Despite Outcry, Squarespace Still Hosts White Supremacists

Squarespace is becoming the web platform of choice for the 'alt-right,' despite its acceptable use policy banning bigotry.

Richard Spencer, Squarespace client — REUTERS
May 11, 2017 at 3:54 PM ET

Last month, Vocativ wrote about how certain high-profile white supremacists and their organizations are using Squarespace as their, in the company’s own words, “all-in-one solution” to create “beautiful websites.” This has come despite Squarespace’s acceptable use policy that bans “advocat[ing] bigotry or hatred against any person or group based on their race, ethnicity, nationality, religion, gender, gender identity, sexual preference, age or disability.”

Several weeks later — and with a petition to the company of nearly 12,500 signatures calling for it to end its association with white supremacists — Squarespace has yet to follow its own policy or change that policy to allow such content. White supremacists or organizations that use Squarespace for their websites include Richard Spencer, the de-facto leader of the “alt-right” movement, and Identity Evropa, whose founder, Nathan Damigo, made the news after he was caught punching a woman on camera at a protest.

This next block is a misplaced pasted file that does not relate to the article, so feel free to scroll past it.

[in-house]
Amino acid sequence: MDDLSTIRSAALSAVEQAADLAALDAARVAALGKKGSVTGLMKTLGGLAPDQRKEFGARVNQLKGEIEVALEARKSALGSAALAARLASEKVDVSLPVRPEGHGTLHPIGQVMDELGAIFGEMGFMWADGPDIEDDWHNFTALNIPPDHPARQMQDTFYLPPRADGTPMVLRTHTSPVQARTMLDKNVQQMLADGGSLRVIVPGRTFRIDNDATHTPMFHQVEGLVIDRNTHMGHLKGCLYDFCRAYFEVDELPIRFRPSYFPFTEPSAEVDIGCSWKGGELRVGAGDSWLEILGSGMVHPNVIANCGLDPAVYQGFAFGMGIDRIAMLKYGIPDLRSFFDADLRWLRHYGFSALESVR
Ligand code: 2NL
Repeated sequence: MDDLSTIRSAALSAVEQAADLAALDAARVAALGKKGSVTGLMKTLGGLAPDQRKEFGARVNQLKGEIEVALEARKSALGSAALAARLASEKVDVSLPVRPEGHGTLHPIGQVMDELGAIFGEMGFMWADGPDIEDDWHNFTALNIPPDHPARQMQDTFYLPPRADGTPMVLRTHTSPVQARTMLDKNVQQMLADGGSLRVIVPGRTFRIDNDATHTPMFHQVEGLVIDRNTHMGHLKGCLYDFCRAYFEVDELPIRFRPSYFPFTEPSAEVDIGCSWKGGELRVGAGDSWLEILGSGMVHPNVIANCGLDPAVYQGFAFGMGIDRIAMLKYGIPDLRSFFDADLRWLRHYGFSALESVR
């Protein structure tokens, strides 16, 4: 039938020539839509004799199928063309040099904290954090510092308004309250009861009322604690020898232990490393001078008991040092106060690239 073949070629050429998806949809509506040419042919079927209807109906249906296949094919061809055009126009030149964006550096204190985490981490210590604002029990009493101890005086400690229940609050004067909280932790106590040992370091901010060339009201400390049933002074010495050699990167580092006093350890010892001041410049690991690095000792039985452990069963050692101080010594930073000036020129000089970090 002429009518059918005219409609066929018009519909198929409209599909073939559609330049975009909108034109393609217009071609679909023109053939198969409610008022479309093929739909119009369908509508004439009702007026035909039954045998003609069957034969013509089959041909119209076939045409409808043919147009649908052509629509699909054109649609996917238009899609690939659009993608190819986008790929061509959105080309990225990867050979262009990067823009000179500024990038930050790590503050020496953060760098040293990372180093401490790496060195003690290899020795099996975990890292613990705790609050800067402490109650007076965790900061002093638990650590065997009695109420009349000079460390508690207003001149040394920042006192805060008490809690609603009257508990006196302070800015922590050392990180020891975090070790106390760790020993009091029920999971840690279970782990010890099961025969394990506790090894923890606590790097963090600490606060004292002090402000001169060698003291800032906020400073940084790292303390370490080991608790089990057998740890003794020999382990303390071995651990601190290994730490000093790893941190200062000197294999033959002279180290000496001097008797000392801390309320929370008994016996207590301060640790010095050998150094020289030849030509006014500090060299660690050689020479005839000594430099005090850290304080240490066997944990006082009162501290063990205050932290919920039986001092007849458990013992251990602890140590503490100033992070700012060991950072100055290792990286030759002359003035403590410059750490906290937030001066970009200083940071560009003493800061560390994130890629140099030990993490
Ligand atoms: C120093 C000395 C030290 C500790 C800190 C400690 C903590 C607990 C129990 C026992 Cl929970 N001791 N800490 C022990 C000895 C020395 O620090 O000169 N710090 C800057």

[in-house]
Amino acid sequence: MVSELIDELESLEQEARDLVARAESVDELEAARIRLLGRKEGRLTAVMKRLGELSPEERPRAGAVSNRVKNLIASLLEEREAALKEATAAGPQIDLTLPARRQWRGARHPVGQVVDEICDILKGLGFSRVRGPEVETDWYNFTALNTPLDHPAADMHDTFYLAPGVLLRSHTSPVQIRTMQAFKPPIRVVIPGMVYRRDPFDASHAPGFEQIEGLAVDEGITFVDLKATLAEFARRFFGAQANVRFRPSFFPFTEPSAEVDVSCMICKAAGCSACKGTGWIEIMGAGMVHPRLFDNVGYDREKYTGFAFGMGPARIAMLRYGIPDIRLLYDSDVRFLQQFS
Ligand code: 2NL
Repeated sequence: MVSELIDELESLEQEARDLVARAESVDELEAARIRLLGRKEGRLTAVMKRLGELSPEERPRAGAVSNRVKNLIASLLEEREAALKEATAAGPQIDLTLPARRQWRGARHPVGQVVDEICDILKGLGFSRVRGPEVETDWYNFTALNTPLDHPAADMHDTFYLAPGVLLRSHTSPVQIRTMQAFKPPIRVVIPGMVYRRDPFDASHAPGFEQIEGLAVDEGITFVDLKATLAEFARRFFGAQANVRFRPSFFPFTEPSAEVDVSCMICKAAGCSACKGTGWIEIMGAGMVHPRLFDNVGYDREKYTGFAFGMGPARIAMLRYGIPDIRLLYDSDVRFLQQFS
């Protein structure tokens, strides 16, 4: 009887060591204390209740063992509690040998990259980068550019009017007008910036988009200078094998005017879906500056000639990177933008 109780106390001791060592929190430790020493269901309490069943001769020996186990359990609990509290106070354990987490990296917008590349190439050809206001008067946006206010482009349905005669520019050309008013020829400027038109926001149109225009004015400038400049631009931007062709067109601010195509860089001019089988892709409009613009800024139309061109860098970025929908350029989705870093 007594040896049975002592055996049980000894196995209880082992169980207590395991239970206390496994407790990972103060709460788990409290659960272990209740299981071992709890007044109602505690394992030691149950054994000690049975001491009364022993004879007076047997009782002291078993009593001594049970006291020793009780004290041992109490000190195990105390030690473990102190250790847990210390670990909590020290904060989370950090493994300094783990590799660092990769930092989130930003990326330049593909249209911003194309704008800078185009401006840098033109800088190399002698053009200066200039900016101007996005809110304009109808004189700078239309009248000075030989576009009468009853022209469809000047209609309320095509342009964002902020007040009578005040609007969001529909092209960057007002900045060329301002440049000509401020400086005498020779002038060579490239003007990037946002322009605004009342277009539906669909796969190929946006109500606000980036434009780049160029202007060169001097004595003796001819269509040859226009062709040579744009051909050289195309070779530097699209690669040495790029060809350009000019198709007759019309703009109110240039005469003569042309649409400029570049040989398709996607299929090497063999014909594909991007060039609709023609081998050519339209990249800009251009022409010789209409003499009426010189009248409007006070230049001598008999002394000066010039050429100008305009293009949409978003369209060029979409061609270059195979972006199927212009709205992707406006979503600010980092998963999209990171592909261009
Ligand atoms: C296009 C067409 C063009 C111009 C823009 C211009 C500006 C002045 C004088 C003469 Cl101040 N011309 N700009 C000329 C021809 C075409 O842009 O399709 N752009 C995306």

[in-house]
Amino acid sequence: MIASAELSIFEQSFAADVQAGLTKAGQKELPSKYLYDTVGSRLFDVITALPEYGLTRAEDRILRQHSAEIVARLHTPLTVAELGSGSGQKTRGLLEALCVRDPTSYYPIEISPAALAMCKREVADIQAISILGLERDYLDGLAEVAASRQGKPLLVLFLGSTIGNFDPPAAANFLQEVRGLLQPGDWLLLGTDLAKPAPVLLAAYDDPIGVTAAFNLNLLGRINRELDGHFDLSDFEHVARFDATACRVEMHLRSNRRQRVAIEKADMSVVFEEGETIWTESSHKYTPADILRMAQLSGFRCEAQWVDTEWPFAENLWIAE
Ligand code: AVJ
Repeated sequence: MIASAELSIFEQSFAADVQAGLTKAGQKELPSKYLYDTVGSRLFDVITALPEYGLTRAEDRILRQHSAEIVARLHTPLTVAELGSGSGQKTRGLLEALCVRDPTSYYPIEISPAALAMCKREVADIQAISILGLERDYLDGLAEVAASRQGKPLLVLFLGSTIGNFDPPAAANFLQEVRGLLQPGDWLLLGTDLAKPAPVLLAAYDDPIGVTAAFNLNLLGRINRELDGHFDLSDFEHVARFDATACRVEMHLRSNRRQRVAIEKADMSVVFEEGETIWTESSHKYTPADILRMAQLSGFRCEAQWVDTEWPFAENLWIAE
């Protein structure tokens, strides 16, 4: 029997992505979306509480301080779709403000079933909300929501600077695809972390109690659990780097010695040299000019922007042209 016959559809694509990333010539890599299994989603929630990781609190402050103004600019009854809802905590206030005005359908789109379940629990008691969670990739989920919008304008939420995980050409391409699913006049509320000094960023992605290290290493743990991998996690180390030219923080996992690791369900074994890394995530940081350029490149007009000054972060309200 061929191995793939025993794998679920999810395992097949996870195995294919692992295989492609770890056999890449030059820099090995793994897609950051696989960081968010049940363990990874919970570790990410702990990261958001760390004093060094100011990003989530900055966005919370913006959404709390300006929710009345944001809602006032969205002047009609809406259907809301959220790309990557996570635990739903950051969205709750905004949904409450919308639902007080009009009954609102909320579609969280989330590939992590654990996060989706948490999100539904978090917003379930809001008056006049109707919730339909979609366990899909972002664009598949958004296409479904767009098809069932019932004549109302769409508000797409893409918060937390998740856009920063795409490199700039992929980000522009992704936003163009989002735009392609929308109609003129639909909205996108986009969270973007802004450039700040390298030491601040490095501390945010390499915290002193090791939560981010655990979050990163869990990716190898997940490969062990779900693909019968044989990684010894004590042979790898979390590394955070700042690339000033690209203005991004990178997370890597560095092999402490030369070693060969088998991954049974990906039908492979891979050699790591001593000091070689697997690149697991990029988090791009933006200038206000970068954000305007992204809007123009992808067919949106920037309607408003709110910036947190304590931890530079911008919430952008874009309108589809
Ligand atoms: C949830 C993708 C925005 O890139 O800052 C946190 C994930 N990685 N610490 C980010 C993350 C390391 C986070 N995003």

A Squarespace spokesperson told Vocativ in April that the company was “looking into the matter.” But multiple follow-up requests for an update on the status of that investigation sent over the last two weeks have gone unanswered.

When Vocativ first wrote about Squarespace, University of Massachusetts Boston Prof. Joseph Brown’s petition had 42 signatures. But word of the petition has blown up online, booming to 12,414 signatures as of Thursday afternoon.

“The public response has been incredible,” Brown told Vocativ.

Even with the spike in petition signatures, Squarespace remains quiet, especially on its Twitter account where the company is only responding to users who do not tweet about the issue.


The outcry over Squarespace’s clientele has spilled over to some of the platforms on which it advertises. Squarespace has become well-known for advertising on podcasts in an effort to reach younger potential clients whom make up a good portion of its core audience. At least one of those podcasts has reached out to its ad sellers about the matter.

“This issue concerned us,” Paul Scheer, co-host of “How Did This Get Made?” told Vocativ in an email. “We reached out to our ad sales team at Midroll, who took this concern VERY seriously. They reached out to Squarespace, and discussed our and their concerns.”

Brown said he’s also heard from people who said they canceled their Squarespace accounts due to the company hosting the websites of white supremacists.

But Brown has yet to receive any kind of response from Squarespace.

“It’s amazing to me that Squarespace has yet to respond to us at all,” Brown said. “They clearly know about the problem, because they get automatic updates on the petition’s signature account, sent to three different email addresses … Yet they’ve elected keep enabling white supremacists on the Internet. It’s baffling.”